David Freese, who was batting a robust .356 in 87 at-bats this season, suffered a broken left hand when he was hit by a Scott Linebrink pitch in Sunday’s loss to the Braves and is expected to be placed on the disabled list.
The Cardinals didn’t provide a timetable for Freese’s return, but an absence of at least 4-6 weeks should be anticipated.
The injury leaves St. Louis down two infield starters with second baseman Skip Schumaker nursing a biceps strain. Tyler Greene figures to be a full-timer at second base now. Nick Punto, who also left today’s game with an injury (tightness in his left hamstring) and Daniel Descalso will share time at third base.
It’s been a very tough year for NL third basemen. The Cardinals are the third team in two days to lose their starting third baseman for all of May, as the Nationals and Giants announced injuries for Ryan Zimmerman (torn abdominal muscle) and Pablo Sandoval (broken hamate bone) on Saturday. Zimmerman, who was already on the DL, is expected to miss an additional six weeks. The Dodgers (Casey Blake) and Reds (Scott Rolen) also have third basemen on the DL.
With very little available on the trade market, the Cardinals will probably have to get by with their current group. They could give Allen Craig some time at the hot corner once he’s back from a strained groin in a couple of weeks.
Mets manager Terry Collins said on Wednesday, “It’s unlikely that [Steven Matz] will start the season with us.” The final spot in the Mets’ starting rotation will go to either Zack Wheeler or Seth Lugo, Newsday’s Marc Carig reports.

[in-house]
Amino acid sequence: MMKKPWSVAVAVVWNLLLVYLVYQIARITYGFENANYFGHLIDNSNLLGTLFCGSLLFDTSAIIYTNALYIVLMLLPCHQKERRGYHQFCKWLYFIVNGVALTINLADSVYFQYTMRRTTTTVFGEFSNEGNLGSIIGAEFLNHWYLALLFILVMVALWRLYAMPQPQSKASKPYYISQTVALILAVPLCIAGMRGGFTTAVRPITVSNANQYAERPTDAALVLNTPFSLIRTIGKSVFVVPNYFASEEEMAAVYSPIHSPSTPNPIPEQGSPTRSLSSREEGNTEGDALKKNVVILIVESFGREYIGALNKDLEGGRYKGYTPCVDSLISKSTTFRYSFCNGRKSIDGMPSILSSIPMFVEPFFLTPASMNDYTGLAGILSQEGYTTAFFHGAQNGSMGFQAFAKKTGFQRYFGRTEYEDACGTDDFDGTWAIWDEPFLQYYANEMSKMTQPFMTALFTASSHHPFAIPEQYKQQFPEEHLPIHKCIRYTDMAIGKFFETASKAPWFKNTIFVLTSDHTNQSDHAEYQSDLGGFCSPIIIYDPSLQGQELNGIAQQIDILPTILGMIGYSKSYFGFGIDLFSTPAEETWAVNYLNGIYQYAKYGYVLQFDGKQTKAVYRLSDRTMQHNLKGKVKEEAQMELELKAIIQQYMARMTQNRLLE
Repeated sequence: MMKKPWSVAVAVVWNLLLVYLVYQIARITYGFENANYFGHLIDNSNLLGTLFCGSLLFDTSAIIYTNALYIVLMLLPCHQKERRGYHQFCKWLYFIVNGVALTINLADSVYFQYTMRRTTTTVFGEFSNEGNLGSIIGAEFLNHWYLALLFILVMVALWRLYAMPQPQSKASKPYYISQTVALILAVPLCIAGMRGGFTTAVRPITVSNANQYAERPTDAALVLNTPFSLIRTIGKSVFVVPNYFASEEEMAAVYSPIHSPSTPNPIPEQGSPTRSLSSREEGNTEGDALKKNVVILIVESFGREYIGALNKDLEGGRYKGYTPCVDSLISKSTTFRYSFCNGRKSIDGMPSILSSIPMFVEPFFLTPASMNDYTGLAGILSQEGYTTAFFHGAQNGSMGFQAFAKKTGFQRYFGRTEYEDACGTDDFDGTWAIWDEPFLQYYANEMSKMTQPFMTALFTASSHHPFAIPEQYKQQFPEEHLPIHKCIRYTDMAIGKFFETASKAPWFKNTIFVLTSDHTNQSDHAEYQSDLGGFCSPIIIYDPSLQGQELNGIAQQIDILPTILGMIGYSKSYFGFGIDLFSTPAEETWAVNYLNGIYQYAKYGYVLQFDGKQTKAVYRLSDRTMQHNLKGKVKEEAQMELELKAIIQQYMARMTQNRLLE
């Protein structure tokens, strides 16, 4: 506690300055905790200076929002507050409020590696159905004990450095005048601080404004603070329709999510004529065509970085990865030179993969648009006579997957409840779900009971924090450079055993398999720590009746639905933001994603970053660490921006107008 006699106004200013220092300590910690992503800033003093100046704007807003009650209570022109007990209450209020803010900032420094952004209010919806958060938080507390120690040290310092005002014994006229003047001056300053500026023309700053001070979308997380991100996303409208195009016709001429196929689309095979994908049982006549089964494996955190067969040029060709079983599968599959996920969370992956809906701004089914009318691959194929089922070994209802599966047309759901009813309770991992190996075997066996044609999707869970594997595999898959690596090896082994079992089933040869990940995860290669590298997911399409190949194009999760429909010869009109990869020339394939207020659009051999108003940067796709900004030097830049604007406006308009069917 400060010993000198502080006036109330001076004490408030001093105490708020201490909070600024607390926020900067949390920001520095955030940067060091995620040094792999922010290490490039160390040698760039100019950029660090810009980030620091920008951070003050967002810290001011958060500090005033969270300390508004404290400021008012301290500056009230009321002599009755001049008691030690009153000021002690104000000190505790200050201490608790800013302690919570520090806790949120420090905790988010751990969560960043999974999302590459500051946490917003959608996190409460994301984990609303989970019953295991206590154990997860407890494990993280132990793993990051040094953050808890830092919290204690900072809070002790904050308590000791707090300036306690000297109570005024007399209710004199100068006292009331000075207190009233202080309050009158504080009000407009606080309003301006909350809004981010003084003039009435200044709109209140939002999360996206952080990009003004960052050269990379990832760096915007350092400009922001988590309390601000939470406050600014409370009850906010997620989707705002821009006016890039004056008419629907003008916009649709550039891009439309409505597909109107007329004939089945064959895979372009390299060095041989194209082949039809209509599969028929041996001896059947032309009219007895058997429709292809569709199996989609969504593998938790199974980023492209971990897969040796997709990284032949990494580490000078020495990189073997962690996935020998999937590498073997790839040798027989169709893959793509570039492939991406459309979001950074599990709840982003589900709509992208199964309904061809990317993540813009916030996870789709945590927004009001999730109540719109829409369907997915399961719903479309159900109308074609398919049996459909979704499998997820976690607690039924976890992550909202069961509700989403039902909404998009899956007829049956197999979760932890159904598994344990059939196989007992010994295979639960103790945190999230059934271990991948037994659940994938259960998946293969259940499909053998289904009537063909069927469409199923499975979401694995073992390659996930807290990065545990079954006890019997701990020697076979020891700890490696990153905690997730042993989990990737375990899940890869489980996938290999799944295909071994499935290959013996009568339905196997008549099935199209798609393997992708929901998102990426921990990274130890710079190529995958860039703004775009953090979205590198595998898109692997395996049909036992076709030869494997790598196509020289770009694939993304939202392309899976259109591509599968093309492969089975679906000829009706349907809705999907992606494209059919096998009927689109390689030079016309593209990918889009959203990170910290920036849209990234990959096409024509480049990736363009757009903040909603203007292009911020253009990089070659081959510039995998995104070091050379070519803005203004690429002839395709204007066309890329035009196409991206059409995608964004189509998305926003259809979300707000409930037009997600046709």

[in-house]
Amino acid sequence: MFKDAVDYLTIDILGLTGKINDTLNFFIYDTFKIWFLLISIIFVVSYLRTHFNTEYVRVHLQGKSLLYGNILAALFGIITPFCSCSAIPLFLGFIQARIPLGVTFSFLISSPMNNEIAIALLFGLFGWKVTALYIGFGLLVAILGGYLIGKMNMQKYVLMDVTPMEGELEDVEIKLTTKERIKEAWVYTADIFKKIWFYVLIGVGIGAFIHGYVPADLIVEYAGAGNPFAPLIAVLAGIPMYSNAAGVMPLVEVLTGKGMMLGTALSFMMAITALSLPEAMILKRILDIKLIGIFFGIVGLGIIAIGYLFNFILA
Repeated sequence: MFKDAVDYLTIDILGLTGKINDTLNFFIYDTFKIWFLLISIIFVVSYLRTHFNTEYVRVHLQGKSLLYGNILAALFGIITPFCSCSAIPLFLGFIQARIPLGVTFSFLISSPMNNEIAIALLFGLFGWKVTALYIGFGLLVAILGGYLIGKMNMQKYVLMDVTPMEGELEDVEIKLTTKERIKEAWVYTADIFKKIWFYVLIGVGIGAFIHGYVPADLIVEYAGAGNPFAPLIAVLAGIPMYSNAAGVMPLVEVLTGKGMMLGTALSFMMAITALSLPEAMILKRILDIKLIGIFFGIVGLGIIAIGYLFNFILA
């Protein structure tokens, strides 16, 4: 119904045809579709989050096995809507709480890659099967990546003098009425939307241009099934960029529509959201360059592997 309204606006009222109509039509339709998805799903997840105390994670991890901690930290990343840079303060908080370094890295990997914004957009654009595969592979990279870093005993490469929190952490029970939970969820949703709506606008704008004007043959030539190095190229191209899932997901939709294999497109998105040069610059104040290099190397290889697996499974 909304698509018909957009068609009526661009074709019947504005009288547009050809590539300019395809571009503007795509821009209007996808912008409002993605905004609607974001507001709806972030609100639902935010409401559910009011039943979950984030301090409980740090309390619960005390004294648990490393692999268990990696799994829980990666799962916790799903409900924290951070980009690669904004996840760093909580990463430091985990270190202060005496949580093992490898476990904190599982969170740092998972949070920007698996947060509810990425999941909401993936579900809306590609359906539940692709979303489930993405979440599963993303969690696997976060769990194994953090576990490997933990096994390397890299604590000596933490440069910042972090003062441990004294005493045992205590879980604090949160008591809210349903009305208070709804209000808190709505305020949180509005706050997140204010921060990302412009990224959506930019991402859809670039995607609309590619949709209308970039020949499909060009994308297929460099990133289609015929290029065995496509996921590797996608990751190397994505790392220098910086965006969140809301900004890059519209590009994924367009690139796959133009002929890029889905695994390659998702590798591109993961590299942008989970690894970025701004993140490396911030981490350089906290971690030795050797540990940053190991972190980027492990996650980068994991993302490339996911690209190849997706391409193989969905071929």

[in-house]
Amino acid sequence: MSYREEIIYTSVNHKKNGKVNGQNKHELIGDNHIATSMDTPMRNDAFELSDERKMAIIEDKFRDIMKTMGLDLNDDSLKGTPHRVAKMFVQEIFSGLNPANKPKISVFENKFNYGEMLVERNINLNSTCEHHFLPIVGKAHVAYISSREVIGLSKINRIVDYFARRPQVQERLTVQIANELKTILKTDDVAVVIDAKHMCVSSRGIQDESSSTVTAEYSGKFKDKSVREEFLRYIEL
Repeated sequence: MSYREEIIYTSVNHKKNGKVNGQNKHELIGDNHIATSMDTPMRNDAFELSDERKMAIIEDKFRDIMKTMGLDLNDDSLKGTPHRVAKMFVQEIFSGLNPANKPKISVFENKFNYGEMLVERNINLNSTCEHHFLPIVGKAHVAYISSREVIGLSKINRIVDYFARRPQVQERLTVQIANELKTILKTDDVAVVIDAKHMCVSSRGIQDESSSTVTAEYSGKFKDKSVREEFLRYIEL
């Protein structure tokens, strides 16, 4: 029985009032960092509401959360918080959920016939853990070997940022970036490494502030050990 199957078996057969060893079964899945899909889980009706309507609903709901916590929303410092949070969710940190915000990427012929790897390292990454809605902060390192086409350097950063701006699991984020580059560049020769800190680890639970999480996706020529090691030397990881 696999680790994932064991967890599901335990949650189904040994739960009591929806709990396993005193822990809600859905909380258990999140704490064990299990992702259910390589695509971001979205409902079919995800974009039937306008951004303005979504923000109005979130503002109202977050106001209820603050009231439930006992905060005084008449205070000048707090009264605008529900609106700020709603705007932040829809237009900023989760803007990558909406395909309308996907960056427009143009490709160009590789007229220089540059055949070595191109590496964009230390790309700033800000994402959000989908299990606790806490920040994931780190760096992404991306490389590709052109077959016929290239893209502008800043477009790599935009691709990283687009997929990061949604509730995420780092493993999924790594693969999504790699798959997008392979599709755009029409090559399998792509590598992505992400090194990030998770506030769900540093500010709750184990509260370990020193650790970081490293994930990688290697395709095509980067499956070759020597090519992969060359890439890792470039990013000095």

On Wheeler’s innings limit, assistant GM John Ricco said, “There’s going to be some number but we don’t exactly know what that is.” Wheeler missed the last two seasons after undergoing Tommy John surgery.
Neither Wheeler nor Lugo have had terrific springs as each carries a 5.11 and 5.56 Grapefruit League ERA, respectively. However, Carig notes that Wheeler has impressed simply by appearing healthy and brandishing a fastball that once again sits in the mid- to high-90’s. Lugo, meanwhile, proved crucial to the Mets last year, posting a 2.67 ERA across eight starts and nine relief appearances.
Nick Groke of the Denver Post reports that the Rockies agreed to a $200 million, 30-year lease with the Metropolitan Baseball Stadium District, which is the state division that owns Coors Field. As part of the deal, the Rockies will lease and develop a plot of land south of the stadium, which will cost the team $125 million for 99 years.
As Groke points out, had the Rockies not reached a deal by Thursday, March 30, the lease would have rolled over for five more years.
Rockies owner Dick Monfort issued a statement, saying, “We are proud that Coors Field will continue to be a vital part of a vibrant city, drawing fans from near and far and making our Colorado residents proud.”
The Rockies moved into Coors Field in 1995. It is the National League’s third oldest stadium. In that span of time, the Rockies have made the playoffs three times, the last coming in 2009 when they lost in the NLDS to the Phillies. The Rockies were swept in the 2007 World Series by the Red Sox.